Kieran O'Hea from Marano Consultants drew my attention to this article. Spot on. Let's not make the same mistake twice.
"In 2002 Ireland was at a crossroads. It could have focused its energies on creating a vibrant,
innovation-driven economy led by well-funded entrepreneurs driving scalable export-oriented
businesses that would generate employment in parishes across the land. Or it could have focused on the then burgeoning construction industry, which saw opportunities in the housing boom. We opted for the latter route, more Irish money went into the commercial UK property market than local businesses and the rest – including €90bn of financial debt which NAMA will have to absorb – is history. But it could have been different. It still can be different.”
Here is the feedback from the Global Irish Economic Forum on the ICSC proposition and related technology actions.
Full document here
Topic: ‘Innovation: Communications and Energy’
Breakout Panel Discussion - Saturday, 19 September 2009
Moderator: David McWilliams (Economist, author & broadcaster)
Eamon Ryan, T.D. Minister for Communications, Energy & Natural Resources
Conor Lenihan, T.D. Minister of State with Special Responsibility for Science,
Technology, Innovation and Natural Resources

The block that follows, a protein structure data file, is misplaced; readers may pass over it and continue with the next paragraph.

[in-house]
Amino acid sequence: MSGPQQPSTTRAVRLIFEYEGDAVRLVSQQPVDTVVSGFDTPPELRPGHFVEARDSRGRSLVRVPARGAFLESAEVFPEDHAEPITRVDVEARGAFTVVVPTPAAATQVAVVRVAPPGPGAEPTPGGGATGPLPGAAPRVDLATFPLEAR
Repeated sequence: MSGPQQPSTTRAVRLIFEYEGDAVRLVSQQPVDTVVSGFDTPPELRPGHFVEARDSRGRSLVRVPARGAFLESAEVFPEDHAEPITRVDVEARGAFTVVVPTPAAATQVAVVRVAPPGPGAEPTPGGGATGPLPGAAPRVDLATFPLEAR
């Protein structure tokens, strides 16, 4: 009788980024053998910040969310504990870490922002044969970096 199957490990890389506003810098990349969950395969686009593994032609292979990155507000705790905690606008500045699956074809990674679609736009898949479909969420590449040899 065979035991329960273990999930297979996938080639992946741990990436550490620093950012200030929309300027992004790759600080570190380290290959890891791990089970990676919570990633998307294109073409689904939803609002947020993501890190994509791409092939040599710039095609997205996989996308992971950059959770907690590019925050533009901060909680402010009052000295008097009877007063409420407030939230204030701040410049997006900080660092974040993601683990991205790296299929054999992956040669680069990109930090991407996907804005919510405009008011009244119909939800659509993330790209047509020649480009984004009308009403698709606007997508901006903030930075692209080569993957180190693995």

Barry McSweeney Director, National Knowledge Society Strategy,
Department of Communications, Energy & Natural Resources
Tim Fritzley CEO, Intune Networks
John Shine Deputy Chief Executive ESB & MD ESB Networks
Neil Leyden Chairman, Digital Media Forum
This session took the form of presentations by several domestic-based experts who
presented to participants for feedback and relevant recommendations a number of
proposals emanating from the July 2009 report on Technology Actions to Support the
Smart Economy. Overall participants endorsed implementation of the proposed
Participants unanimously welcomed the proposal to develop a revolutionary high-
speed and energy efficient communications network based on Optical Burst Switching
(OBS) technology. It was noted that this network would bring trade and employment
to Ireland’s cities and towns, and place Ireland in a leading position as a test bed for a
range of advanced telecom equipment and services, assist the development of
Distributed Data Centres and provide state-of-the-art support to the proposed
International Content Services Centre.
The proposed development of energy efficient Data and Cloud computing centres in
Ireland was similarly well received. Speakers noted that Ireland is in an excellent